On Sept. 13 the U.S. Senate narrowly rejected a bipartisan resolution offered by Senators Patrick Leahy (D-Vt.), Susan Collins (R-Maine) and Olympia Snowe (R-Maine) that would have maintained a firm timetable for the reduction in mercury emissions from power plants.

Senate Joint Resolution 20 would have rejected a recent Environmental Protection Administration ruling that delayed the reduction of such emissions. The vote was 47-51.

Environmental groups, while expressing disappointment at the vote, vowed to continue lobbying Congress to uphold environmental standards.

“We applaud the bipartisan group of 47 senators who voted to protect the health of women and children by rejecting the Bush EPA’s mercury pollution rule,” said Deb Callahan, president of the League of Conservation Voters. “These senators recognize that government’s most basic responsibility is to provide for the safety of its citizens, and that includes ensuring that the EPA develops meaningful clean air standards. They voted to put the health of 35 million Americans, including more than 3 million children, who live near a mercury-emitting power plant ahead of utility industry special interests.”

Despite the setback, Callahan said, “We will continue to work with pro-conservation members of Congress to stop corporate polluters from rewriting our environmental and public health laws.”

Some background

The Clean Air Act of 1970 is the primary federal law governing air quality in the United States. The 1990 amendments to the act established a process to begin cleaning up the toxic mercury spewing out of dirty power plants across the country. The amended act requires each plant to use “maximum achievable control technology” on every generating unit. Anything less stringent means more pollution and more long-term health problems.

However, Michael Leavitt, the “market-based solutions” advocate appointed by President George W. Bush as administrator of the EPA, came up with a new rule, dubbed “Clear Skies,” which removes power plants from the list of hazardous air pollutant sources under the Clean Air Act. The new rule treats mercury pollution from power plants as “non-hazardous” even though mercury is one of the most dangerous air pollutants. The new rule is contrary to the intention of the Clean Air Act. It was the new rule that led to Senate Joint Resolution 20.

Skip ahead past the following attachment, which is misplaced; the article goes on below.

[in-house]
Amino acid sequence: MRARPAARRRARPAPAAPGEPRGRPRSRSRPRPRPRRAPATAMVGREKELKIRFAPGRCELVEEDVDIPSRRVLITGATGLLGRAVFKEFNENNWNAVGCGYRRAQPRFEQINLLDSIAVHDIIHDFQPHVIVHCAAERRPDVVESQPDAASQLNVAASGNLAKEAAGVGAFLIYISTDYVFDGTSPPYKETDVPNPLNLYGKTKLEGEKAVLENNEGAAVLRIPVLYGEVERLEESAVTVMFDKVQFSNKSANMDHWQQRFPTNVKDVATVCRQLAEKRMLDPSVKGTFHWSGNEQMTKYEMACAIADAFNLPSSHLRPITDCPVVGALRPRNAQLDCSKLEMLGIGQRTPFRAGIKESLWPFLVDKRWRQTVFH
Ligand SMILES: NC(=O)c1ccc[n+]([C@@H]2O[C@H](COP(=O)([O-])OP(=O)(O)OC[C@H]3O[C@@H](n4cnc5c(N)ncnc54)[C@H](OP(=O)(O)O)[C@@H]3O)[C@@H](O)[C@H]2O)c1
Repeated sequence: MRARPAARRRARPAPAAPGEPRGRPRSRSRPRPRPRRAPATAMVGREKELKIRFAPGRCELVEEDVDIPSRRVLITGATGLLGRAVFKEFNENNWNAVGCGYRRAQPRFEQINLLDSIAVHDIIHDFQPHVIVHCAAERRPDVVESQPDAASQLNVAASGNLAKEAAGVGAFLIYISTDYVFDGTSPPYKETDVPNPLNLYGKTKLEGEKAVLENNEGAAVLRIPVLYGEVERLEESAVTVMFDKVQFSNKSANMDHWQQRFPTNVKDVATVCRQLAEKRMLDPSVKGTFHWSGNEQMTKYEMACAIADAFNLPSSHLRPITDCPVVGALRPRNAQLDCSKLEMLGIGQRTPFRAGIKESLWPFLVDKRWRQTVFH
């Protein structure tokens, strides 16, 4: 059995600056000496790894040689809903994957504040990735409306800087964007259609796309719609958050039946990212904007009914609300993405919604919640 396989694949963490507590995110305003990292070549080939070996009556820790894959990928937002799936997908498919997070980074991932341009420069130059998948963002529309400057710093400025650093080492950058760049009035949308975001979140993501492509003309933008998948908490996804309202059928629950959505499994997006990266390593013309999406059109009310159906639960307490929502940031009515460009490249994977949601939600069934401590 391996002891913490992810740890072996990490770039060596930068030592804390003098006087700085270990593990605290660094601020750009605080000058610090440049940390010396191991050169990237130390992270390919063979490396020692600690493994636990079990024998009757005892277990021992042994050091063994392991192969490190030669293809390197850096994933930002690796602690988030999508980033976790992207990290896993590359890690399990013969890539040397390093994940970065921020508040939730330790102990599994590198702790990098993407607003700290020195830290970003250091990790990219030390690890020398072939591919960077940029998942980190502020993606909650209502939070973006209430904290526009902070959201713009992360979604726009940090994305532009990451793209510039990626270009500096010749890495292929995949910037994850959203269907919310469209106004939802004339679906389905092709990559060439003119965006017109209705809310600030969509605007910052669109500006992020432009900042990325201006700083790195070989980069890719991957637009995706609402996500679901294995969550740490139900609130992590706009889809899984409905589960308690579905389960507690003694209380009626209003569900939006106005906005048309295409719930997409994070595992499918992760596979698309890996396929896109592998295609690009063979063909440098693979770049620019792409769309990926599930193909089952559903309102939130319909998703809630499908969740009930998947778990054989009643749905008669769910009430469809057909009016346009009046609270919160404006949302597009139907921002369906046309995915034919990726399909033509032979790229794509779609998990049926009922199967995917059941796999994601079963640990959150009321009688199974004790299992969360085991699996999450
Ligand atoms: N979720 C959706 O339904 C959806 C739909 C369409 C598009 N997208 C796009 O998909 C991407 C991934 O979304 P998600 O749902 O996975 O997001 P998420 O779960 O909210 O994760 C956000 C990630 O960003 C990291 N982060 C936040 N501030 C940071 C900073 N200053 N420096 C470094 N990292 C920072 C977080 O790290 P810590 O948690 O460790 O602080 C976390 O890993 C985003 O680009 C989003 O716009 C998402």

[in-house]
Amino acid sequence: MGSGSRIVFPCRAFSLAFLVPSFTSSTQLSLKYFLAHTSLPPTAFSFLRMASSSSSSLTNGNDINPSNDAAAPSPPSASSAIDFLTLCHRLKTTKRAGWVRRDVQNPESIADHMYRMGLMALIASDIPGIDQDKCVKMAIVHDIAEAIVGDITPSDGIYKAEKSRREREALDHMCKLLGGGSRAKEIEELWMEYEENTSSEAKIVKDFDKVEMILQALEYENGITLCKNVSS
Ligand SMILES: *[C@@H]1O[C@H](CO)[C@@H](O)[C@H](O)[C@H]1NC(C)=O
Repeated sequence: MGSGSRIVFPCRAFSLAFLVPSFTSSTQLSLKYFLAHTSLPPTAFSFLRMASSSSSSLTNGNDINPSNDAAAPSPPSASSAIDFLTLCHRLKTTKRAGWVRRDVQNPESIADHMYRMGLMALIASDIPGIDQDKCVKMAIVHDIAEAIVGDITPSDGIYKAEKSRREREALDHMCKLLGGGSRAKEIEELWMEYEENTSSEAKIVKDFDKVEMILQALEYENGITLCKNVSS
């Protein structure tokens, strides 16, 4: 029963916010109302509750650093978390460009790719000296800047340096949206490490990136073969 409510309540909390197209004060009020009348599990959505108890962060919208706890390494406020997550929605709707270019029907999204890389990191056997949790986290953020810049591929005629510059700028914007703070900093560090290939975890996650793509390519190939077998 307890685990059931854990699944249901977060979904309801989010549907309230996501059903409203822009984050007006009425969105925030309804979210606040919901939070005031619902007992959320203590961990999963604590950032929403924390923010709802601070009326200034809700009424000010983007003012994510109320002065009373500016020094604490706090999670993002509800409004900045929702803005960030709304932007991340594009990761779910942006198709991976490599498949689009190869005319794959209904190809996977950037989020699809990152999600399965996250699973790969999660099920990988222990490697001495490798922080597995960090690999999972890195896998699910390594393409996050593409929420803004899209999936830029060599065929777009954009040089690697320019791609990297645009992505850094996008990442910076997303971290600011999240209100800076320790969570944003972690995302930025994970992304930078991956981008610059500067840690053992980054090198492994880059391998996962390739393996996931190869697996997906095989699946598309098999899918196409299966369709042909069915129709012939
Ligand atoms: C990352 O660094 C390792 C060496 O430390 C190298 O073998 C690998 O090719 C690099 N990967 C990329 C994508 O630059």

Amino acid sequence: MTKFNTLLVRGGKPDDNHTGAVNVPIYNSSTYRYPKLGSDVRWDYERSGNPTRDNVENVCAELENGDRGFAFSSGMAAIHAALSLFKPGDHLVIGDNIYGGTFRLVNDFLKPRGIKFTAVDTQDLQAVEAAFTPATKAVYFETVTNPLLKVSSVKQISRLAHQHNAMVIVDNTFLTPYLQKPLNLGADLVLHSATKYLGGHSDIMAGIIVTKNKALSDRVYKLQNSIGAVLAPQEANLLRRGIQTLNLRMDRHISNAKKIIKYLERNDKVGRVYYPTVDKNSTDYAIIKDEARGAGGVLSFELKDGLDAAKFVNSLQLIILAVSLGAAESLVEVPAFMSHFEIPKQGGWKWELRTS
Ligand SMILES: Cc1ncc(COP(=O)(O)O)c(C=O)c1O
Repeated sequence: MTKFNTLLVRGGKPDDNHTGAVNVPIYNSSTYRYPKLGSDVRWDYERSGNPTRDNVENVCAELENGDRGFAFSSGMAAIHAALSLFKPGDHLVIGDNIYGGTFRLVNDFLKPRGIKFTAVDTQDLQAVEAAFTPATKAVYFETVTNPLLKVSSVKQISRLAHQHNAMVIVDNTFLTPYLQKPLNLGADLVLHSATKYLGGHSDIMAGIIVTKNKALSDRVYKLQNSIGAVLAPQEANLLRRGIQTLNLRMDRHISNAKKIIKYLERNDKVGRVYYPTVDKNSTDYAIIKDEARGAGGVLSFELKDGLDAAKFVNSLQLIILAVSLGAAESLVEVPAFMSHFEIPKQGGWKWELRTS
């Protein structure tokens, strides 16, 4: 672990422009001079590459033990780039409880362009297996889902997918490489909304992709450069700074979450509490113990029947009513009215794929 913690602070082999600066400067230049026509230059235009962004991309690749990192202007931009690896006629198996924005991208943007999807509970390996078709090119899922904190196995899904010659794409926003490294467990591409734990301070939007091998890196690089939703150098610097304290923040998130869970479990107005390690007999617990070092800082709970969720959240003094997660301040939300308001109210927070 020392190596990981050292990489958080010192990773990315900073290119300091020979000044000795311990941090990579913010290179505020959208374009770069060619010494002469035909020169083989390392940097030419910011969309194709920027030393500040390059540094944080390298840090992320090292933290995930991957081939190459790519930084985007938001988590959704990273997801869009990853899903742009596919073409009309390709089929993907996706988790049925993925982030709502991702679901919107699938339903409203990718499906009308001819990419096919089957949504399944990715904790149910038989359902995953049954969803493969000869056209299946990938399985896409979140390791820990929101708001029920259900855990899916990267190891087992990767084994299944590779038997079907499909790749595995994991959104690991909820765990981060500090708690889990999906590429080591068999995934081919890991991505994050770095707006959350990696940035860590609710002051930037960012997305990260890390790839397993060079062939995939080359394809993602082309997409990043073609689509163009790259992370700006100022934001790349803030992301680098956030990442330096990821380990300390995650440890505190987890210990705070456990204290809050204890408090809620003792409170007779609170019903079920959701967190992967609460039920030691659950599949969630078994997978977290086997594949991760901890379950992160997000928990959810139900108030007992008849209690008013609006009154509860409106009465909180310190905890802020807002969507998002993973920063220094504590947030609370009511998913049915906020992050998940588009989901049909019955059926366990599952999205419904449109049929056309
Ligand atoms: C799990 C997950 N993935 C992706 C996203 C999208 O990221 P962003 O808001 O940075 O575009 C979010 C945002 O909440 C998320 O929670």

Why is mercury a problem?

Mercury emissions from fossil-fuel- fired power plants rain down on lakes, streams and the ocean, where it gets into the food chain. At least 44 states have issued warnings to avoid or limit consumption of mercury-laden fish. Because concentrations of the toxic metal accumulate up the food chain, the species of primary concern are bigger fish, like albacore (white tuna), shark, king mackerel, tilefish and swordfish. Mercury contamination is also a serious problem in freshwater fish, including many species prized by sport fishermen. State health agencies across the country have warned people against eating these fish. Many indigenous people and Asian immigrants eat more fish than the rest of the population, which puts them at higher risk.

According to the EPA’s own figures, one in six pregnant women has dangerous levels of mercury in her blood. The National Academy of Sciences says that maternal consumption of unsafe levels of mercury in fish can impact fetal development and cause learning disabilities, poor motor function, mental retardation, seizures, cerebral palsy and other problems in children.

The sides are

staked out clearly

On the right is a group of energy corporations who own coal- and oil-fired power plants. They will probably save billions as a result of this vote. The new rule has polluting corporations’ fingerprints all over it. It contains wording lifted directly from memoranda provided by utility corporation lobbyists. Rep. Nancy Pelosi (D-Calif.) says that the Bush administration “downplayed scientific evidence of the dangers of mercury and even let corporate energy lobbyists write parts of the new rule.”

The Bush administration’s arrogance doesn’t stop there. The EPA’s inspector general as well as the General Accountability Office (GAO) issued recommendations that were ignored, along with more than 680,000 public comments — a record for any EPA rule. Ignored as well were the comments of many state environment departments and attorneys general, doctors, educators, sportsmen’s groups and the EPA’s own advisory committees. And, although it should not come as a surprise after four years working with this administration, the comments of 45 Senate and 184 House members were also ignored.

Well-heeled defenders

of industry